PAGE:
I have written about the relationship I had with my Mum before on my music site “White Feather” such was the influence of the woman and the effect that she had on me and my musical development… and of course the immeasurable sense of loss when she died. Much too soon for all of us.
Being able to publish some of that sadness in words and music for me was very cathartic and in many ways reconnected me with the things that really mattered and the passions I have for playing and writing.
I read an article a few years ago (Telegraph, I think) where Paul McCartney was being interviewed: he wore a tee-shirt that bore the slogan “You don’t know me , man”. This simple statement stopped me dead in my tracks.
But … we do all know Paul …. don’t we? Didn’t he write the “soundtrack to our lives” for many of my generation? And yet the thought of being recognised wherever you go on the face of the planet seemed quite Faustian; what had he traded to perform, to write, to sing? How does he feel about it? I mean … really feel… not “interview question” feel? Does it actually matter when you have so much wealth; wealth you can use to shape how you feel? You can …. can’t you?
All these comparators and dilemmas kicked around for a few years …. Paul McCartney says “You don’t know me, man”. And then I brought the whole thing into focus when I remembered Mum; her passion for music and the last few days of her life.
My Mum loved the Beatles and in particular Paul McCartney. “He’s the real genius” she would tell us. “Not that John Lennon. He’s a buck!” (No, I wasn’t sure what that meant either).
She admired Paul McCartney to the extent that she used to call me “her little Beatle” and, as she was in charge of haircuts, that’s the haircut I had. You can see in this image not only was it Beatle-straight but I was also enjoying a healthy and nutritious 1960’s meal of ham and chips with a slice of white bread resting directly on the table. Next to the bowl of white sugar.
I remember her buying “She Loves You” and playing it on the Dansette and every time a Beatle song came on the radio I’d be dragged into the kitchen to listen to it with her.
Years later she encouraged me to learn guitar and it was the “Beatle’s Complete” book that drove me on to play and perform and for that encouragement and investment I have every reason to forever thank her.
But there was one song that really resonated with her; it would stop her dead with whatever she was doing. And with her hands up to the elbows in the washing up water, she would just listen.
The song was Paul McCartney’s “I Will” from the White Album.
I had learned to play my version of it from the Beatles book and she would continually ask for it. Even after I moved away from home, I would get a telephone call… 300 miles away saying “Ken? Turn the radio on “I Will”‘s on!” or “Quick! You’ll miss it! Terry’s playing “I Will” And so it went on like that for years …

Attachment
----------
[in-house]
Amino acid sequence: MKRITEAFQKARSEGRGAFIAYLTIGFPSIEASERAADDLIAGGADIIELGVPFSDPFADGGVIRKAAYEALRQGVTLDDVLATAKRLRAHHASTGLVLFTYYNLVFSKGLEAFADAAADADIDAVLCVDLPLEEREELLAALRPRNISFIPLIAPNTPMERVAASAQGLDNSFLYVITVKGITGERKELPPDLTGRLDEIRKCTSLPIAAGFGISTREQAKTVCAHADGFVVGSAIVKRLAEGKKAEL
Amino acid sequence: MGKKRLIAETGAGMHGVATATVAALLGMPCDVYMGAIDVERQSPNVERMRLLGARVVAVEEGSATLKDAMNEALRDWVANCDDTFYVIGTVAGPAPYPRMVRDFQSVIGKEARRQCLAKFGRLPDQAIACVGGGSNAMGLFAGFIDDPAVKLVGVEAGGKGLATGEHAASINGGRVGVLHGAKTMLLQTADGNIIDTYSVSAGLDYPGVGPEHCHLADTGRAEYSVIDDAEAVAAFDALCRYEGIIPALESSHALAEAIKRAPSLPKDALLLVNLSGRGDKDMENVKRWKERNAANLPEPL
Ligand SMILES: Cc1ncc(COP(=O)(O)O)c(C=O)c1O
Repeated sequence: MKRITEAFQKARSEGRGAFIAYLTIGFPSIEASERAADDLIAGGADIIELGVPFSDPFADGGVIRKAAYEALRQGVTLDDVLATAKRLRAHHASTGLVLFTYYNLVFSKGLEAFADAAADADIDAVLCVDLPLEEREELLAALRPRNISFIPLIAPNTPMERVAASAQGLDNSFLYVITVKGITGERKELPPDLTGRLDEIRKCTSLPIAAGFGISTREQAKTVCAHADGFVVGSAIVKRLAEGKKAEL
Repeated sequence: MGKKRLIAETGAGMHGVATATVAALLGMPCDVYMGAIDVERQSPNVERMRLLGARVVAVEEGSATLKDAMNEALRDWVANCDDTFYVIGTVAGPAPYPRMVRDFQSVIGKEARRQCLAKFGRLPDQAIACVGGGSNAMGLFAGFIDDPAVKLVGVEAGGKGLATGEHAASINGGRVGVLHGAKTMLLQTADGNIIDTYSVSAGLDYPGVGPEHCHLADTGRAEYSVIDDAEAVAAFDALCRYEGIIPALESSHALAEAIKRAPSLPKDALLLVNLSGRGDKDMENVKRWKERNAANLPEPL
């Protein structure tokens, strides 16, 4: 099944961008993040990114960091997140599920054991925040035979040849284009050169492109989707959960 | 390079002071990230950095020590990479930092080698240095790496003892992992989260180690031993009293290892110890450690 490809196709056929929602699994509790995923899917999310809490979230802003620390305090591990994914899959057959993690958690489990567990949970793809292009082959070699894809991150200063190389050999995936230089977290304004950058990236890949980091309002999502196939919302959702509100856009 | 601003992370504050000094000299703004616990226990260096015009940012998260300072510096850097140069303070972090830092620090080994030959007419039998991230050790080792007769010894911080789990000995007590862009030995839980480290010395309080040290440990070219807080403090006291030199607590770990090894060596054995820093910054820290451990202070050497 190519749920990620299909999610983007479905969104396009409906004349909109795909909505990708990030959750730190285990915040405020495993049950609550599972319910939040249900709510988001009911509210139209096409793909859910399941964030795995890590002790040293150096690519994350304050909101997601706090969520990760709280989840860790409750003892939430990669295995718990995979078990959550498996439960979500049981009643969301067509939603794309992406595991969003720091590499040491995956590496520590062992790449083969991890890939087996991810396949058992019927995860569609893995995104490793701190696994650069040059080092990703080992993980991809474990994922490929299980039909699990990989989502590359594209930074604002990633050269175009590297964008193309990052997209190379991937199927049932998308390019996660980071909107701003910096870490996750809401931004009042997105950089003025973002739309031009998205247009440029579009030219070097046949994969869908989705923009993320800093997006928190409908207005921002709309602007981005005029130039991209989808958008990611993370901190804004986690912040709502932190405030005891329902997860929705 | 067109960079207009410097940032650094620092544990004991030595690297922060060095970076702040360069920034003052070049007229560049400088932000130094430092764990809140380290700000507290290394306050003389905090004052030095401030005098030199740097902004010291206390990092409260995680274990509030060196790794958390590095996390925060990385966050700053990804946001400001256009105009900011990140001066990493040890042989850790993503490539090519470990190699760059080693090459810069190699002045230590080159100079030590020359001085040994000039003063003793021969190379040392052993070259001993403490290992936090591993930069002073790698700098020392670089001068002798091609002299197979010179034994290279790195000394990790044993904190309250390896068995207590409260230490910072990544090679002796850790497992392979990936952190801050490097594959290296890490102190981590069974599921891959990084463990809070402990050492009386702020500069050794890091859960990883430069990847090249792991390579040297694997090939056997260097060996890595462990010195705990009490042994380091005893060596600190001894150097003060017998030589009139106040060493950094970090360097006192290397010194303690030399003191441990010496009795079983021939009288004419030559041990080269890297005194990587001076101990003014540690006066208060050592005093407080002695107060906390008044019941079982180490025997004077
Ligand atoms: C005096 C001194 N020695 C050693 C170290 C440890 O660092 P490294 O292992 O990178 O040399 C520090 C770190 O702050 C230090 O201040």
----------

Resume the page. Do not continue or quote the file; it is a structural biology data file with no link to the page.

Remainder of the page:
And then she got sick. Really sick. The sort of sick where you know that that’s the thing that’s eventually going to get you, regardless of chemo and remission and relapse and good days versus bad days. She just knew. We knew too and hoped she wouldn’t really notice that we knew. But she did.
We were sat together one day…can’t actually remember where but think it was near the seafront at New Brighton in the summer, July 2004 … bloody freezing it was. Both had coats on. Then from completely left field she said …
“I want you to sing “I Will”.
“No! When I die. At my funeral.”
“Christ, Mum. Do you know how hard that’s gonna be?”
“Oh yeah. Hardest gig you will ever have to play!” She smiled.
“Can’t I just read a prayer like everyone else?”
“No. I want “I Will”. You can do it.”
“But what if I make a mistake or start crying?”
“You won’t. And anyway … don’t think I won’t be listening”
And that was the last we ever talked about it.
Her death was at home, in a white bed in a bright room with open windows, lace curtains that ebbed and flowed gently on the breath of a warm breeze. She was surrounded by those who loved her. And in her final hours she drifted away from us… and we sang “I Will”. We hoped our voices and the song were the last shards of this life that she carried over to wherever she was journeying.
And I sang a version of “I Will” at her funeral right next to her and we all clapped loudly and sadly. And I made no mistakes.
So when Sir Paul tells us we don’t know him… I think “You don’t know me man”
The song he created and cast out into the musical oceans of the world possibly came to rest on many shores, each with their own unique stories and emotions and heartaches. But it definitely came to rest in a big way on ours… mine and my Mum’s. It had a meaning for us way beyond anything that Sir Paul originally intended, of that I have no doubt.
We interred Mum’s ashes a few months after the cremation; found a small plot called a rock niche. And it’s marked by a small plaque. On the plaque are the words:
“And when at last I find you, your song will fill the air”
And for whoever reads this … why go to all of this trouble to write this down?
I just wanted Sir Paul McCartney to know.